Home Away from Home with Abi Adeboyejo
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When this tiresome World Cup started, I knew I was in for a boring few weeks with my husband and son glued to the TV. I am not a fan of football and will probably never be. In fact, their preparation for the big event started a week before the opening ceremony when I found my husband testing the abandoned VCR to ensure he could record the Super Eagles’ games and some of the other teams he supported. Things were made worse at work because I share an office with two Englishmen who are also crazy about football. As soon as the tournament started, they spent a good few minutes every morning analysing matches from the night before.
Me, I had other things to focus on. I tried to catch up on all the programmes I had missed on BBC iplayer, 4OD and ITV player. I retired to my room with my trusty laptop to watch all my favourite shows and enjoyed tubs of frozen yogurt without my husband telling me that I was eating too much sugar. I also used the opportunity to discuss issues with my husband. When I say ‘discuss’ I mean I just spoke while he watched football and I stopped talking after he grunted an answer or waved me away, eyes still glued to the TV. He doesn’t know it yet but he has given me permission to buy a scarily expensive ‘aso-ebi’ for my friend’s 40th birthday party. I must make sure it is sewn before the World Cup is over so that there’ll be no talk of returning it when he sees it.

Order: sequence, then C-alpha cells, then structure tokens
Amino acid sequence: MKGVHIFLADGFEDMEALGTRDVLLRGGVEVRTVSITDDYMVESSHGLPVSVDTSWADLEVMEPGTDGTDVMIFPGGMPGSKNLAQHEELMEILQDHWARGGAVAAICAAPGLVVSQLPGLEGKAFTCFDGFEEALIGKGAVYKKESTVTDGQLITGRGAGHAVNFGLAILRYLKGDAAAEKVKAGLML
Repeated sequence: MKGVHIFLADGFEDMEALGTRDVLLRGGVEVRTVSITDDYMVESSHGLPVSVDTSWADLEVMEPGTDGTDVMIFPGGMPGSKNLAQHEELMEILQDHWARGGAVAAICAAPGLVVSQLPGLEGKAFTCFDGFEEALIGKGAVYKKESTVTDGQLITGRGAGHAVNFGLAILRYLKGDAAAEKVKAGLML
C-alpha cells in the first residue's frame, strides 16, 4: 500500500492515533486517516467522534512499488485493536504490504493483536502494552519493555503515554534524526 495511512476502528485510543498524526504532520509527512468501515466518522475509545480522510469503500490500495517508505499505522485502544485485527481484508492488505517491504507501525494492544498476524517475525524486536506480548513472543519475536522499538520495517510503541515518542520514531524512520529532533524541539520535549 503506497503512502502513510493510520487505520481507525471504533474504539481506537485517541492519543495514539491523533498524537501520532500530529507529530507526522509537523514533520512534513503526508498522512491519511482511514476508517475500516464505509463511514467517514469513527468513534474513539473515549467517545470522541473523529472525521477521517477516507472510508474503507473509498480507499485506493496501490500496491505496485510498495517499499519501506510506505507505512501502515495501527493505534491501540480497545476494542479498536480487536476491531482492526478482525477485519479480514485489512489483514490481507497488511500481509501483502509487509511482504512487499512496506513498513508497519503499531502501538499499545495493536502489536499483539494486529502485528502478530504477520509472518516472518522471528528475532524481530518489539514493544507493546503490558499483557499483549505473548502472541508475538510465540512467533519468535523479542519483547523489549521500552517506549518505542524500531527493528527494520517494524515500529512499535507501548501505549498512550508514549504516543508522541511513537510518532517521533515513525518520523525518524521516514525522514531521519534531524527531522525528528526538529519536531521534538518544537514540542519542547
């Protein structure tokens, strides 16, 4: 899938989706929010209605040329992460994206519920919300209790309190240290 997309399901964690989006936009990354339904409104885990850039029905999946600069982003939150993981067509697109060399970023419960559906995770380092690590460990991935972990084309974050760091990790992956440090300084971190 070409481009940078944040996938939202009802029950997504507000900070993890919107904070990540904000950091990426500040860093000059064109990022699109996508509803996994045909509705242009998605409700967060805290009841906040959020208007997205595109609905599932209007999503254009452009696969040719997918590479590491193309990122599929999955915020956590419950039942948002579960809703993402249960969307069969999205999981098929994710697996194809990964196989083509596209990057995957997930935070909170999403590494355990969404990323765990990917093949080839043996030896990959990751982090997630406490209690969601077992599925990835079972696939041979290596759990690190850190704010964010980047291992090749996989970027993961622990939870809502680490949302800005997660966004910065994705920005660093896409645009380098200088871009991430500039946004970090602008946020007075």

I know everyone’s disappointed that Nigeria’s been kicked out of the World Cup, but we really shouldn’t feel so bad. I am still proud of our boys because they hung in there a bit longer than some other countries, like England. The way the English team was promoted by the media here in the UK was sensational. You would think they’d won the World Cup several times instead of last winning it in 1966. My English friends had the audacity to criticise Nigeria’s match with Iran, but by that time England had already lost a match. At least our boys made it to the last 16. I don’t know much about football, but if greater footballing countries got kicked out before us then we can still hold our head a bit higher than those countries.
There’s always the next tournament to prepare for. I know that for many football pundits reading this, our boys could have done better. I can’t imagine how Joseph Yobo felt after he scored the own goal, but there’s no use blaming him (I actually watched that part!). We were already on the way out by the time it happened. I don’t know why Stephen Keshi resigned, but I hope we get another good coach who will help make the team better.
So while everyone’s criticising our Super Eagles performance at the World Cup, I want to thank them for doing better than England. At least I’ll have something to rub in my English friends’ faces when next I see them. It is not often that we are better than England at something and I am going to milk this mini victory for as long as I can, or until my friends tell me to shut up.